( ), and the tag #BRDS2020 with your dance colleagues, students, teachers, mentors, coworkers, and friends.

March 1 2020 Update: I’ve fixed a field-length problem with one of the performance-block questions. I don’t think this will impact results (I think we can figure out the abbreviations used so far), but you now have more than 5 characters to describe your preferred performance venue.

BRDS2019 is Live

The Baltimore Regional Dance Survey 2019 Edition is now live. This year, much, much closer to the period of interest (calendar year 2018) – it’s still January! So, memory is a bit fresher, and hopefully that will make things go faster and easier.

Major changes in the 2019 survey include a few new questions about dance competitions, and a greatly expanded structure for dance spaces.

Several comments about the 2018 survey expressed frustration with the “one size fits all” nature of the site-specific questions. So, for 2019, you don’t have to generalize your answers across all the spaces you’ve been in during 2018 (but you are limited to 12 different spaces for each kind of use). Hopefully this will work out better for everyone.

It’s been a busy time, and I’m grabbing as many windows of opportunity as I can, but there’s a lot to do. I decided to prioritize the BRDS launch, so that put the analysis of the 2018 results on a back burner [again]. Still working, I promise!

To be meaningful, BRDS still needs to reach a wider audience. Any suggestions or help you can provide is most welcome. Please share this page ( ), the direct registration link
( ), or the tag #BRDS2019 with your dance colleagues, students, teachers, mentors, coworkers, and friends. Everyone that learned or taught dance, choreographed, performed, worked with or supported dancers in the Baltimore region during 2018 is encouraged to participate. We really do mean everyone – the experience of the newest, just-had-my-first-class dancer is just as relevant as in-business-for-decades studio owner.

Also coming in 2019, we’ll begin studying the impact of dance performance on the audience. If you’d like to participate, please get in touch.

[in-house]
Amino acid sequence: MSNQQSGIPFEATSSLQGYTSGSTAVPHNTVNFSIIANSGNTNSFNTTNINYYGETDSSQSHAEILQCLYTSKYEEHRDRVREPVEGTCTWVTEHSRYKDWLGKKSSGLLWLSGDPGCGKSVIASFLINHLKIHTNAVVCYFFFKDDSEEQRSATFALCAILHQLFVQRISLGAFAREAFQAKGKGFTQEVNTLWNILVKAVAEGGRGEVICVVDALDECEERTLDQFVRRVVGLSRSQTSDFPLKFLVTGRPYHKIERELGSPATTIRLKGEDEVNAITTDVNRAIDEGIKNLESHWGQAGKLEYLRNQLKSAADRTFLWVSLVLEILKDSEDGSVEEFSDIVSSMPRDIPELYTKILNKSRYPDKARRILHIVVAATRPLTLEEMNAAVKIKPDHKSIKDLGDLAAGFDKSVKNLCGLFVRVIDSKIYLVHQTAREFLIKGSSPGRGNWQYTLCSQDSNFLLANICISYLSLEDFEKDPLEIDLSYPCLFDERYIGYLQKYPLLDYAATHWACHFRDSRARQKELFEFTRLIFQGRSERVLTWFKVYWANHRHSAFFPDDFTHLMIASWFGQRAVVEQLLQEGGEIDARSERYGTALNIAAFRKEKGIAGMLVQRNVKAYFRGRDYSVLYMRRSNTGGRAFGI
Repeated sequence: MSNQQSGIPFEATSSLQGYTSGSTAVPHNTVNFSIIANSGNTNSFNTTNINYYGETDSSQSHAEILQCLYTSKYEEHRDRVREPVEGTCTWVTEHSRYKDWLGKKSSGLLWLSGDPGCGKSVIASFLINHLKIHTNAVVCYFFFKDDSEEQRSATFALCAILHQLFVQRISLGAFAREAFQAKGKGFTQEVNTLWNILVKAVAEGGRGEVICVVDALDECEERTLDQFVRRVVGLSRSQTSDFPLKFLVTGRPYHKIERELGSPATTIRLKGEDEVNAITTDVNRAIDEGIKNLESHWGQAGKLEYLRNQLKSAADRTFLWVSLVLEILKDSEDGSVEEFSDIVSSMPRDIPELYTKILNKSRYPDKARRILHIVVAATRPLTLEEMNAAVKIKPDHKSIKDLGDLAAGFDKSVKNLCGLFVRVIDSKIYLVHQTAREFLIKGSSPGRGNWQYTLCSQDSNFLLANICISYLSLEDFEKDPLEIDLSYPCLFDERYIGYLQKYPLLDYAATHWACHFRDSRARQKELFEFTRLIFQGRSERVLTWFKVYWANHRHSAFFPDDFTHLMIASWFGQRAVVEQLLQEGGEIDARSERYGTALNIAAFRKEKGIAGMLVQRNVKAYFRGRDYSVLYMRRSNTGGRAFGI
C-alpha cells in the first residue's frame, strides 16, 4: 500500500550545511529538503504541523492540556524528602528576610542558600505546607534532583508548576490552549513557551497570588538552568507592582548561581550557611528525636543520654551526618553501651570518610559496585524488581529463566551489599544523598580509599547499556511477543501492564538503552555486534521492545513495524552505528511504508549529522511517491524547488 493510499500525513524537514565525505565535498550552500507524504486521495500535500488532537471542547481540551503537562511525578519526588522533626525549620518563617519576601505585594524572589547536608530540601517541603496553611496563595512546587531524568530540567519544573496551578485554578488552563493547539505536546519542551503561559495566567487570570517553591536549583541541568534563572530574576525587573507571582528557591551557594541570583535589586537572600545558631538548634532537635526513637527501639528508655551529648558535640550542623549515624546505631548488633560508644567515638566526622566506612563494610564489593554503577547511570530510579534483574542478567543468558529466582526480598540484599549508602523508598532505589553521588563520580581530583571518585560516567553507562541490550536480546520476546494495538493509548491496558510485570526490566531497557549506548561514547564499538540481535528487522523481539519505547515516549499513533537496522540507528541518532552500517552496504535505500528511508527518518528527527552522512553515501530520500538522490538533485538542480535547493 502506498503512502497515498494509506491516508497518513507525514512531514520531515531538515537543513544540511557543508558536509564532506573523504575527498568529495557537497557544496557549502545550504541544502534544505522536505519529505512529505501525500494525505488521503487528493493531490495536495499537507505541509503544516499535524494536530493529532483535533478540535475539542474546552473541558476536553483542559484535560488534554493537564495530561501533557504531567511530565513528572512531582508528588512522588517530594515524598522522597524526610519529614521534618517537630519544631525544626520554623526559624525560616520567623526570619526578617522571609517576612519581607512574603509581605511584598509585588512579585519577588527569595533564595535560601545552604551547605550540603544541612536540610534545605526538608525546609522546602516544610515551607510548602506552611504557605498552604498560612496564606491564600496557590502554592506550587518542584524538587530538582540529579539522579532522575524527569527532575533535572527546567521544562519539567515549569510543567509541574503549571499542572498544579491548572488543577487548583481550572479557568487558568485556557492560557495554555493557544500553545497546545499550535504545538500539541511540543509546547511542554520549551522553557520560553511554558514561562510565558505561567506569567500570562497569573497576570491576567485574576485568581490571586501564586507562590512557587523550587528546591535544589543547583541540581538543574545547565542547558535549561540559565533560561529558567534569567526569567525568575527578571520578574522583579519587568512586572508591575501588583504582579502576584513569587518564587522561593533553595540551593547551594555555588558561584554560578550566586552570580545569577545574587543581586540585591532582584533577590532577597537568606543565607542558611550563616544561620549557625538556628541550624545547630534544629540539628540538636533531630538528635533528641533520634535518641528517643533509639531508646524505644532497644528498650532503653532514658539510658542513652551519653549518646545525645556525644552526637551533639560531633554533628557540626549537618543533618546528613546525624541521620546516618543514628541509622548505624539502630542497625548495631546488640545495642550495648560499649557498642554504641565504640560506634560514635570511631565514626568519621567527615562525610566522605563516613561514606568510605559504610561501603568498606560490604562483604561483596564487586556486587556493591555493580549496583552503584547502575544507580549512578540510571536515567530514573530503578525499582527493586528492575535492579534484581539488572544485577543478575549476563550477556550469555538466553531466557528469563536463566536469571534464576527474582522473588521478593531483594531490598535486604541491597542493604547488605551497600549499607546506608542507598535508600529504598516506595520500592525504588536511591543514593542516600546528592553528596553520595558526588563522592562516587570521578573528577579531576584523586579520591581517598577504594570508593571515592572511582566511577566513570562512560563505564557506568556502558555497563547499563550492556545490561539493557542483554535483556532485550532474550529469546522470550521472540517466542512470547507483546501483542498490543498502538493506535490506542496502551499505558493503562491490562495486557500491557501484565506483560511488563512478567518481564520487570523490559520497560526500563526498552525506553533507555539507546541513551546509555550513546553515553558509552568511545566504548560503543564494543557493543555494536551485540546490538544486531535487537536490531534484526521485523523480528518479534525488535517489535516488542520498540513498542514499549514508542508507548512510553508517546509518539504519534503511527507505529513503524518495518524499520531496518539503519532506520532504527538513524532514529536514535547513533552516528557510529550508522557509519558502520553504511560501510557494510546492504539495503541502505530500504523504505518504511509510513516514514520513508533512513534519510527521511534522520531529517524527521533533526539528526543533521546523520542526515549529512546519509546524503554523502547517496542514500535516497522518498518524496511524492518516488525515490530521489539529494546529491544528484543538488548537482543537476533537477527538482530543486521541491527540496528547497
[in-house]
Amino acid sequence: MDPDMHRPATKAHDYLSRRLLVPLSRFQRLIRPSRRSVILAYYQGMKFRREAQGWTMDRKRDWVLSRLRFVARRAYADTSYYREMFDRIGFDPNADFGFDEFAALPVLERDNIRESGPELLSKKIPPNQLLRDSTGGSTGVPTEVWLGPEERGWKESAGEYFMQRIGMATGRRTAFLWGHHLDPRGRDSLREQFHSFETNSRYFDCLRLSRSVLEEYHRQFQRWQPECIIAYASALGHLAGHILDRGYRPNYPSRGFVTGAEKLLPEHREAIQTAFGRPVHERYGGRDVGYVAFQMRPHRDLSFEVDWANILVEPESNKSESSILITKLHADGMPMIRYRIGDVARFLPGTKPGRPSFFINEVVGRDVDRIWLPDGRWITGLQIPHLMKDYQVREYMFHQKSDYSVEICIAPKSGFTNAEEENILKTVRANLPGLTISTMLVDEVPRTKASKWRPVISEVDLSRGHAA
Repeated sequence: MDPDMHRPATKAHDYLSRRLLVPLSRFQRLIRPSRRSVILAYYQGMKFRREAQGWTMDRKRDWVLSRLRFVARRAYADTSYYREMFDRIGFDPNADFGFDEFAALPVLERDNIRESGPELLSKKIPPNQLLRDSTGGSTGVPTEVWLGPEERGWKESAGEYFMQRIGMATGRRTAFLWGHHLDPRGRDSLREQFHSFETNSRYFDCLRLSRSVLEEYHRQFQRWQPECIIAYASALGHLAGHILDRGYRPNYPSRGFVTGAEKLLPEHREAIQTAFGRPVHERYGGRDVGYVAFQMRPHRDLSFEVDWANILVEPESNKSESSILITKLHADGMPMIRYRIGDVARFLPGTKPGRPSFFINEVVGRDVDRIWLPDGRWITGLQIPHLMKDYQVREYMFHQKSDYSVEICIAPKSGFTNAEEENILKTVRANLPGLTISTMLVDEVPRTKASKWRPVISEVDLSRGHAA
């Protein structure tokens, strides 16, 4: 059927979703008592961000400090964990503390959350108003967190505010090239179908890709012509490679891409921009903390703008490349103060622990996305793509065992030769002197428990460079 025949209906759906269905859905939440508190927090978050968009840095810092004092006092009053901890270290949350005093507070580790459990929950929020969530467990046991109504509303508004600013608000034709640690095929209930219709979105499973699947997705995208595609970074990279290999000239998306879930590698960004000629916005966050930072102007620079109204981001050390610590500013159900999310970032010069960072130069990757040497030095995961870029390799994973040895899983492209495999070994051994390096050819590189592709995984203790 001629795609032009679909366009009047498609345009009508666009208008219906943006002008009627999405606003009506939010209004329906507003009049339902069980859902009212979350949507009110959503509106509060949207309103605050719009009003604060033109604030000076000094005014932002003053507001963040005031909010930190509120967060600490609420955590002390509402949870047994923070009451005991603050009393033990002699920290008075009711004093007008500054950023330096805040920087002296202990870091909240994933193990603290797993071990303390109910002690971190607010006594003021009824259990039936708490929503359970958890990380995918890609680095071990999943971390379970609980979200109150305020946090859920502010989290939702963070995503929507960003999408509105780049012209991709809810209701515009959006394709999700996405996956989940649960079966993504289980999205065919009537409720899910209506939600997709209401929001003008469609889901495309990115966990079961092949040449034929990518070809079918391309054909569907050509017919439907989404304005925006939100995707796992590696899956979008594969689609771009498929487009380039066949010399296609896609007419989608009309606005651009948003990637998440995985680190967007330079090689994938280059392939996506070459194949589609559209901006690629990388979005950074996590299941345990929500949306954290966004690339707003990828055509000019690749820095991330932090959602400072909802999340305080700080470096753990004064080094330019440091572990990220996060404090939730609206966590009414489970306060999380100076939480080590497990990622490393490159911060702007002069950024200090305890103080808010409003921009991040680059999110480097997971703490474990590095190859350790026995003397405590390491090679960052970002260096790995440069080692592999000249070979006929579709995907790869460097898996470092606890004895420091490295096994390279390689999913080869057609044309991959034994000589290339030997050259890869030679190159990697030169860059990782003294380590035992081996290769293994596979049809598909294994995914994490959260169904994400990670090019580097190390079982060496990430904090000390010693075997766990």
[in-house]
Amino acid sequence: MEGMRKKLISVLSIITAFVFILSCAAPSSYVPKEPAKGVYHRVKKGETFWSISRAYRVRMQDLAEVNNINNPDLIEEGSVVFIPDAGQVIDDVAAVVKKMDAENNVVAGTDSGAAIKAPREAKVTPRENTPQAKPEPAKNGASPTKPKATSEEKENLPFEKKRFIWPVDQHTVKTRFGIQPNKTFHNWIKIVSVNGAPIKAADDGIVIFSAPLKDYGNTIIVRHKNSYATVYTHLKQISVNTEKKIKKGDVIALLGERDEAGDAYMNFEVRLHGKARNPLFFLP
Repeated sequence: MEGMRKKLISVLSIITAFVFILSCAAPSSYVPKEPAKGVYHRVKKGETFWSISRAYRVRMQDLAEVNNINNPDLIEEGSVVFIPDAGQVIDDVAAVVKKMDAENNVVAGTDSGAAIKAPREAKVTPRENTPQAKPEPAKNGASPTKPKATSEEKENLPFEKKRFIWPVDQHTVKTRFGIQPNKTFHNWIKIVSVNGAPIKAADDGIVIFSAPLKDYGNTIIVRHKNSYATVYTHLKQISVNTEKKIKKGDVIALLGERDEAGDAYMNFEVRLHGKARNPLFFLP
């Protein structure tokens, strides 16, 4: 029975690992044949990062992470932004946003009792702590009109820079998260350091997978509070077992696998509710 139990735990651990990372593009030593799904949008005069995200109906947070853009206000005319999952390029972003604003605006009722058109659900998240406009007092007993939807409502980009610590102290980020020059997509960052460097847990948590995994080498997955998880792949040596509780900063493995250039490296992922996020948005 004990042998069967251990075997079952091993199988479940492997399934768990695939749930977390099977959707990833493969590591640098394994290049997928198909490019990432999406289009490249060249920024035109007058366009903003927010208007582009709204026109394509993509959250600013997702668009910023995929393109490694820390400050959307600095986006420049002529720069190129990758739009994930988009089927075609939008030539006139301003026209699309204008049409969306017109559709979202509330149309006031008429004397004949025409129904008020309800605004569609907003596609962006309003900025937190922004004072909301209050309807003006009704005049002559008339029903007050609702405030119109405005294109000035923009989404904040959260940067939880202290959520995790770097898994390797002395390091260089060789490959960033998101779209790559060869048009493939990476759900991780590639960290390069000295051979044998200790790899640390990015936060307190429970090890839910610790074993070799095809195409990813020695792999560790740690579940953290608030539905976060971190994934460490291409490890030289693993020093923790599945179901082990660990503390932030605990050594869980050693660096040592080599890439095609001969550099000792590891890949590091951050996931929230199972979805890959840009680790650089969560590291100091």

Speaking of getting in touch, several people expressed specific challenges in BRDS2018, and I have [potential] solutions for some of you, but… I don’t know who you are. I’m happy to share what I know with anyone that can benefit, but please remember that the BRDS surveys are anonymized, so you have to reach out and let me know how to get back to you. Please don’t hesitate. You are the reason I’m doing this.

BRDS2018 Analysis begins – Baltimore City Respondents

A little later than I had hope, and this will take longer than last year, but I’ve begun digging through the BRDS 2018 responses.

A bit less than half of respondents provided their zip code, but of those that did, BRDS is still having trouble reaching people in Baltimore City –

This is pretty different than the 2017 responses (obviously, some people did not come back for the survey this year):

It’s a been a lot of months since the end of 2017, but in the interest of filling in gaps, I’ll leave the survey open. If you have any suggestions about reaching into those parts of the city, please let me know.

Dance company wordcloud

As you might imagine, I’ve been trying to find (or make) good data on the business of dance. This is no small challenge, but that doesn’t mean it can’t be a little fun along the way.

Some people like graphics, so this is a little fun for today. From a collection of 2639 dance company names, dropping “dance,” “ballet,” “company,” and “theater” (both variations), what do dance companies call themselves? Something like this:

2012 Dance attendance rates – About 150,000

It’s hard to find current data – 2012 research released in 2015 seems to be about as close as we can get. The 2012 NEA States of Engagement report includes this bit of information – Baltimore is part of this, but the Washington, D.C. region probably biases the results a bit (still looking for more granular or current data, if you have any tips).

The percent of adults who attended a dance performance in 2012 in the Washington-Baltimore-Northern Virginia, DC-MD-VA-WV MSA (Metropolitan Statistical Area) was about 9.2% (range 7.0-12.0%).